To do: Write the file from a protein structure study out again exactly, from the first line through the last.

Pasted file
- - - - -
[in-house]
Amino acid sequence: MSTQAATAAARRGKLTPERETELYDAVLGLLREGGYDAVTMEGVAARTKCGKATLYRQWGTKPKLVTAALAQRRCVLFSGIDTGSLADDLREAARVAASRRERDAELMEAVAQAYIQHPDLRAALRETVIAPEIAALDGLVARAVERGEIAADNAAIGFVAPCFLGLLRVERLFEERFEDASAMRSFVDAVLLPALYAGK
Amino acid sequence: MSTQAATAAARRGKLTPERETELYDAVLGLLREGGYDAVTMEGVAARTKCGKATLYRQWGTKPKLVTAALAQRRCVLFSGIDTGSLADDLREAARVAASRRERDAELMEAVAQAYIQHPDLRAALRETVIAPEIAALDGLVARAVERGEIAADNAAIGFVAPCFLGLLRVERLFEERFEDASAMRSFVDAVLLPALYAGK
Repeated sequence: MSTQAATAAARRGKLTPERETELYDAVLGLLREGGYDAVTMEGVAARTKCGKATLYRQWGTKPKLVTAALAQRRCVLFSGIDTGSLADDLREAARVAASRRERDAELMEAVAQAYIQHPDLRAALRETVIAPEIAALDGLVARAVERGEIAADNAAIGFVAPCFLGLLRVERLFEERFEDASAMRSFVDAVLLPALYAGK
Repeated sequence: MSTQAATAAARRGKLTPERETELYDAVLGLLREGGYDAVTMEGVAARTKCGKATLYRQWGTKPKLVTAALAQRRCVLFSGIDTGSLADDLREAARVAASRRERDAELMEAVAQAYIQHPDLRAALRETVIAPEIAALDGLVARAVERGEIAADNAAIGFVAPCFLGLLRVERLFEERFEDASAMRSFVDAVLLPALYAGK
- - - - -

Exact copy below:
[in-house]
Amino acid sequence: MSTQAATAAARRGKLTPERETELYDAVLGLLREGGYDAVTMEGVAARTKCGKATLYRQWGTKPKLVTAALAQRRCVLFSGIDTGSLADDLREAARVAASRRERDAELMEAVAQAYIQHPDLRAALRETVIAPEIAALDGLVARAVERGEIAADNAAIGFVAPCFLGLLRVERLFEERFEDASAMRSFVDAVLLPALYAGK
Amino acid sequence: MSTQAATAAARRGKLTPERETELYDAVLGLLREGGYDAVTMEGVAARTKCGKATLYRQWGTKPKLVTAALAQRRCVLFSGIDTGSLADDLREAARVAASRRERDAELMEAVAQAYIQHPDLRAALRETVIAPEIAALDGLVARAVERGEIAADNAAIGFVAPCFLGLLRVERLFEERFEDASAMRSFVDAVLLPALYAGK
Repeated sequence: MSTQAATAAARRGKLTPERETELYDAVLGLLREGGYDAVTMEGVAARTKCGKATLYRQWGTKPKLVTAALAQRRCVLFSGIDTGSLADDLREAARVAASRRERDAELMEAVAQAYIQHPDLRAALRETVIAPEIAALDGLVARAVERGEIAADNAAIGFVAPCFLGLLRVERLFEERFEDASAMRSFVDAVLLPALYAGK
Repeated sequence: MSTQAATAAARRGKLTPERETELYDAVLGLLREGGYDAVTMEGVAARTKCGKATLYRQWGTKPKLVTAALAQRRCVLFSGIDTGSLADDLREAARVAASRRERDAELMEAVAQAYIQHPDLRAALRETVIAPEIAALDGLVARAVERGEIAADNAAIGFVAPCFLGLLRVERLFEERFEDASAMRSFVDAVLLPALYAGK